Pioneer Peak North Face has been at the forefront of my objective list for years now. Situated at the Western edge of the Chugach Mountains, it rises proudly over the Knik River with a vertical relief of over 6,300 ft.
This is not a line that lends itself easily to climbing and steep ski descents. The face is full of objective hazards, multiple areas of exposure and hanging snowfields. All of these funnel down into a narrow choke point at the bottom, where in the spring, massive avalanche debris piles accumulate. The conditions have to align perfectly to enable one to step onto this face safely and allow a descent in stable soft snow.
I have had one failed attempt on this line several years ago. My partner and I were chased off the upper snowfield by warming temps and shallow snow over steep rock. This April however, things felt right. My mind and ability on big, steep lines had improved over the last few years and I knew it was now the time to go for it.
I partnered up with a buddy who shares a similar mind set regarding climbing and descending steep technical lines. Jimmy Kase a Telemark skier.
Ben's touring partner Jimmy Kase going hell for leather out of the gates
The approach to the line is ridiculously easy. I can see the mountain from my house. You can drive to the base of the slide path next to the Knik River. There is no skinning involved. Crampons go on and up you go. This is what makes the line so tempting to all those that drive south on the one road into Anchorage.
We encountered firm conditions through the first crux, a frozen waterfall at the lower choke point and up through the hard avy debris. Once up on the middle snowfield, conditions started to improve. By the time we encountered the major cruxes and steep upper slopes, the snow was boot top deep and perfect for climbing on the sustained 45-60 degree slopes. Going light and fast as possible, along with having the technical gear needed to safely climb a line of this caliber, we made the summit in a little over 5 hours.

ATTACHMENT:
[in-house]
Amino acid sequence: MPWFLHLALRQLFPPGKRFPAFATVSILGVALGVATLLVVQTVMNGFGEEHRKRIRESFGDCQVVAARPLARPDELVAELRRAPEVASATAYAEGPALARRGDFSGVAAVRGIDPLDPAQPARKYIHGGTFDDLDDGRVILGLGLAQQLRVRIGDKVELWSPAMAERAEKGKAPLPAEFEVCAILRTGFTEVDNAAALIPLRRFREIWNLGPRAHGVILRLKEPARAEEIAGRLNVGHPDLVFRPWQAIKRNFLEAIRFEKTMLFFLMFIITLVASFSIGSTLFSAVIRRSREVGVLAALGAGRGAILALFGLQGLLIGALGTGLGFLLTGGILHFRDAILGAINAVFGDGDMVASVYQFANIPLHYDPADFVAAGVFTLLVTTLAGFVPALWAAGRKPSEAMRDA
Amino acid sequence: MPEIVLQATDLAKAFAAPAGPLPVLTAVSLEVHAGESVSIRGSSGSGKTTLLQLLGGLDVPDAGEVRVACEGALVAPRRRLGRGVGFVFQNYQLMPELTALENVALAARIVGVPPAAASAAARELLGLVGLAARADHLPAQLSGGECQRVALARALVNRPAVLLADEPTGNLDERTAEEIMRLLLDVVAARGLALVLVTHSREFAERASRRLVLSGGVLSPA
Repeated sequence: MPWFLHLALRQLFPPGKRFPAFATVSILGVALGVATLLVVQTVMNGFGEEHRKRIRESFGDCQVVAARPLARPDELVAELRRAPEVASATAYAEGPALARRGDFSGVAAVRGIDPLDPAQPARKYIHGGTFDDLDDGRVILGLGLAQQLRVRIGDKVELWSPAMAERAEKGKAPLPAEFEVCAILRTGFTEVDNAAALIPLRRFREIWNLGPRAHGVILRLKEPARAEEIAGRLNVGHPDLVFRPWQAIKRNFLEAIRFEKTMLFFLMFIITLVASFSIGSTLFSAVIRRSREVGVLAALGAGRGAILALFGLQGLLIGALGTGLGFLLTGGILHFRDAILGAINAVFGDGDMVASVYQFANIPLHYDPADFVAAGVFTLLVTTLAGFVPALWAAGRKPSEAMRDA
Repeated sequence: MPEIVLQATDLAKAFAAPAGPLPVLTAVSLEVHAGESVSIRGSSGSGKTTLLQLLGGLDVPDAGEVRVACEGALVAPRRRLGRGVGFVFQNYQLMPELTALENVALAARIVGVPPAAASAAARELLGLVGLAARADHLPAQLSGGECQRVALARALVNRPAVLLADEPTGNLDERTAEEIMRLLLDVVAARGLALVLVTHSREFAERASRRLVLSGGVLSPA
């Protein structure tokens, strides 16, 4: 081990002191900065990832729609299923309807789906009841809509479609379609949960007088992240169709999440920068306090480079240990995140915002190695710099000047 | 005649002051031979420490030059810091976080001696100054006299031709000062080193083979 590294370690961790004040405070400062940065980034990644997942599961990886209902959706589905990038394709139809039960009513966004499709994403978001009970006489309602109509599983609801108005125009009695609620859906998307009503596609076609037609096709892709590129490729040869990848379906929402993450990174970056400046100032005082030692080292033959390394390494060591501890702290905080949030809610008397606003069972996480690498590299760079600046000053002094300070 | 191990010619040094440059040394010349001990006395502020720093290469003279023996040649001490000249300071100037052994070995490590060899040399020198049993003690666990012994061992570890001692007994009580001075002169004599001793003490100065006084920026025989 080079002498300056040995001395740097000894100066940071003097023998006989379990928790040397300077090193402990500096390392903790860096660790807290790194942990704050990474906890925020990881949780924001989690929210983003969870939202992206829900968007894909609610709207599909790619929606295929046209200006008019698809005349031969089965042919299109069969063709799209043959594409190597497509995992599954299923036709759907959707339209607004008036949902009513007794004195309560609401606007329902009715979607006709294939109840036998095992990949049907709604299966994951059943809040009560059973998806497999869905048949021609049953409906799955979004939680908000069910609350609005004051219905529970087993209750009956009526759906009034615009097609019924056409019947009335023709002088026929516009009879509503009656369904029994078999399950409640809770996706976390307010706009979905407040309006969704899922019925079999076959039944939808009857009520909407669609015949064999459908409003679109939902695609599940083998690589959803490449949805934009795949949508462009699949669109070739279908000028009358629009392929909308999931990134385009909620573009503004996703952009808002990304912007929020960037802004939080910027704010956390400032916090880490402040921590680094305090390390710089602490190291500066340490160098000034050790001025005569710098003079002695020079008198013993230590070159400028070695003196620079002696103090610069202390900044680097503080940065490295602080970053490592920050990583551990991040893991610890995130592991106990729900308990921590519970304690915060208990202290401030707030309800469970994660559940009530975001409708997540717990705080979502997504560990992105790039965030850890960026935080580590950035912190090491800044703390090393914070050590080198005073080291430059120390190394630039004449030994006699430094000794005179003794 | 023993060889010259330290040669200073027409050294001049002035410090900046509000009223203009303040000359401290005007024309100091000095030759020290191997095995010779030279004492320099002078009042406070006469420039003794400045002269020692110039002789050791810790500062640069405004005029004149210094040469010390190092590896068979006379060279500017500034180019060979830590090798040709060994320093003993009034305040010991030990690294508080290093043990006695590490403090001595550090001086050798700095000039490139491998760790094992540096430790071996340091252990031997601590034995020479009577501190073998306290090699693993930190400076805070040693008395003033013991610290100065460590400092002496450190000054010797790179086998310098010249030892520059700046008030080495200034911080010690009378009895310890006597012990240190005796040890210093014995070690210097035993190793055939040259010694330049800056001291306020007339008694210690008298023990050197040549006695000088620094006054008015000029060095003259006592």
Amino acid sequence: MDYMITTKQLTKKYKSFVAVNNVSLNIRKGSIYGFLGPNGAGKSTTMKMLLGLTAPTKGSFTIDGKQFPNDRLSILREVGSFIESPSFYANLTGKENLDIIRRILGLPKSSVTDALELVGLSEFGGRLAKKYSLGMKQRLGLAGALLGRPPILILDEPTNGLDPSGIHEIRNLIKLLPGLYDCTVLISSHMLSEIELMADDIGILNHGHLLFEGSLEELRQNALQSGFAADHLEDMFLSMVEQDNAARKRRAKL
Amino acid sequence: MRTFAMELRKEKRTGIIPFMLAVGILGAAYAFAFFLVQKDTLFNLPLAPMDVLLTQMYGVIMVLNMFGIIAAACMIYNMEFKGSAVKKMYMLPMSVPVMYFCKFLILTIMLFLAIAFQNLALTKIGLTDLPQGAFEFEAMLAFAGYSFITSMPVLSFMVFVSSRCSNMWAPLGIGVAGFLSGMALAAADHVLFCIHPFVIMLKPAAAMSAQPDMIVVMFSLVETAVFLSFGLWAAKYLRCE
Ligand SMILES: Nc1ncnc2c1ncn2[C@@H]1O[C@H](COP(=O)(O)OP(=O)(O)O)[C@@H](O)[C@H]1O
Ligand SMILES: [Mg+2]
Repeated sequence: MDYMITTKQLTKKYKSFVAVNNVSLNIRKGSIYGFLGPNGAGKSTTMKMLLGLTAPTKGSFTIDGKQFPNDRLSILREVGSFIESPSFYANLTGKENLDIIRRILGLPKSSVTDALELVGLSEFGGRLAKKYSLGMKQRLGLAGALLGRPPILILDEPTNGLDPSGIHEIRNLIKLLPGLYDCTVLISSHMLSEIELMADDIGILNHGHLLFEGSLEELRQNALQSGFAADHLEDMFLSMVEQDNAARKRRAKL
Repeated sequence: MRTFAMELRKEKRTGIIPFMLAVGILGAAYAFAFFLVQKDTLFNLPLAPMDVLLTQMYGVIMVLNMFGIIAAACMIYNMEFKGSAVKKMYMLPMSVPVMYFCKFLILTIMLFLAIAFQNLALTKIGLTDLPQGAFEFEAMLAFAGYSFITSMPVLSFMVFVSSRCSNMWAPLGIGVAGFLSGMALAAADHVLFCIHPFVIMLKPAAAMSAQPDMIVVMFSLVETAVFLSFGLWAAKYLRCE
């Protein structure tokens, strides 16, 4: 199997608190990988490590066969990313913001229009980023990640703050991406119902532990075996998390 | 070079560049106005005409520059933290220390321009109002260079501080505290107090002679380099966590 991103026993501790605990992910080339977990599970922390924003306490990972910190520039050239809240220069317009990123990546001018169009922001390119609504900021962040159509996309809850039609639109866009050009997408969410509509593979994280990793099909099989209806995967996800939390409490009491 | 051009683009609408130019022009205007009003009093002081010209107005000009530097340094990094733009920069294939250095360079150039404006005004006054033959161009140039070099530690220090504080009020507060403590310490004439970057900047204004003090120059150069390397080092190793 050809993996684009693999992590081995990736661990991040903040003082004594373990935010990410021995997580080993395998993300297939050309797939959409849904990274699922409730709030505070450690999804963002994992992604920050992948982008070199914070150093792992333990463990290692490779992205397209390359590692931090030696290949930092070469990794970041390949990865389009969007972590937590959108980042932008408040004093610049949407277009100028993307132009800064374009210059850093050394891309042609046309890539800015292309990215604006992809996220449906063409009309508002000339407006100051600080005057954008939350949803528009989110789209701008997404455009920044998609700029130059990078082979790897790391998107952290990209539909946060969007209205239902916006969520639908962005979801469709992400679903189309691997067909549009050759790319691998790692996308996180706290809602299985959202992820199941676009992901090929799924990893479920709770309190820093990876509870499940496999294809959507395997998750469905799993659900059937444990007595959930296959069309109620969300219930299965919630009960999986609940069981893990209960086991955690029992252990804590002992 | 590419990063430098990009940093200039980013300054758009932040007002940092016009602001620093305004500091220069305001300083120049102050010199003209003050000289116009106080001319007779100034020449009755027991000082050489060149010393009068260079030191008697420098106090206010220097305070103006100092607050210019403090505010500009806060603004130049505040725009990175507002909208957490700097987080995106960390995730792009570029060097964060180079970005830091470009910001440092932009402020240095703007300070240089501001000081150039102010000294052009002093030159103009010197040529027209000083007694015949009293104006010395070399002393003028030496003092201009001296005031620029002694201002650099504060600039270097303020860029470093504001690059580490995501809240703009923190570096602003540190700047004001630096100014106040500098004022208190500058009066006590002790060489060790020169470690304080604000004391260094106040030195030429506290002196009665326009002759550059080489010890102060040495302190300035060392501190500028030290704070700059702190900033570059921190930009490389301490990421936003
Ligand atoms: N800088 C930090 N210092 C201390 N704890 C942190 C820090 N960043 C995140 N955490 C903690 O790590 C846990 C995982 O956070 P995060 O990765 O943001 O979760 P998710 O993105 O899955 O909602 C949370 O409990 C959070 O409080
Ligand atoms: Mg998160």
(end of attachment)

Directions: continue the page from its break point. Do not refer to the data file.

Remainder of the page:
It might have been perfect climbing conditions, but 5 hours is still 5 hours! Ben looking remarkably fresh considering at this poiint he's 4+ hours in
The feeling of standing atop this monster 6,000 face that rolled over out of sight and above huge exposure is hard to describe. We knew the snow was stable and deep. We weren’t puckered. We were about to shred one of the biggest, burliest lines we had ever been on!
Photos of Ben were taken by Jimmy Kase.
Steeps with exposure are what Ben and Jimmy came to ride and that's what they got.
Hard, windblown snow in the bottom section is a whole different story with heavy climbing gear, a pack and a 5 hour climb in the rear view mirror.
After years of dreaming, Pioneer Peak can be added to Ben's conquered pile!